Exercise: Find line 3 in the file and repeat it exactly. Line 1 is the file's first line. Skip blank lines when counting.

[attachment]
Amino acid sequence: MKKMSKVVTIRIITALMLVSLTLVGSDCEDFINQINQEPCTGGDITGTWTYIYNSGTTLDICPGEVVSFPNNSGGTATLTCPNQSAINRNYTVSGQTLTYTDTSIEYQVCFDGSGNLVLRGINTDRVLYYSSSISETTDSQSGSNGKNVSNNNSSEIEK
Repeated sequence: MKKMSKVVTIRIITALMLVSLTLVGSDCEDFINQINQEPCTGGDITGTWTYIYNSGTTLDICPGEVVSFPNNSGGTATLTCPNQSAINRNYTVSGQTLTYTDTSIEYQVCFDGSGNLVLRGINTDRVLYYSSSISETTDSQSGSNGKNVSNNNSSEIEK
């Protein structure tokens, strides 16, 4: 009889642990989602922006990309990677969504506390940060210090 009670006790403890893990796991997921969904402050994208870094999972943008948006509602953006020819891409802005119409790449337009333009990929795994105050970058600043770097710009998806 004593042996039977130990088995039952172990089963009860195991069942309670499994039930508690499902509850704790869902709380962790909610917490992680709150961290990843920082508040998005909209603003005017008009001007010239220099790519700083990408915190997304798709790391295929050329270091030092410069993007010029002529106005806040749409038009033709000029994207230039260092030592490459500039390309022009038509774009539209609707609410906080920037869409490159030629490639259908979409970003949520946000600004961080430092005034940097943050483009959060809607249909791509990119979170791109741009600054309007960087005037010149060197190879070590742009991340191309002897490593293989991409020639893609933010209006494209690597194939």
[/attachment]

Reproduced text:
């Protein structure tokens, strides 16, 4: 009889642990989602922006990309990677969504506390940060210090 009670006790403890893990796991997921969904402050994208870094999972943008948006509602953006020819891409802005119409790449337009333009990929795994105050970058600043770097710009998806 004593042996039977130990088995039952172990089963009860195991069942309670499994039930508690499902509850704790869902709380962790909610917490992680709150961290990843920082508040998005909209603003005017008009001007010239220099790519700083990408915190997304798709790391295929050329270091030092410069993007010029002529106005806040749409038009033709000029994207230039260092030592490459500039390309022009038509774009539209609707609410906080920037869409490159030629490639259908979409970003949520946000600004961080430092005034940097943050483009959060809607249909791509990119979170791109741009600054309007960087005037010149060197190879070590742009991340191309002897490593293989991409020639893609933010209006494209690597194939």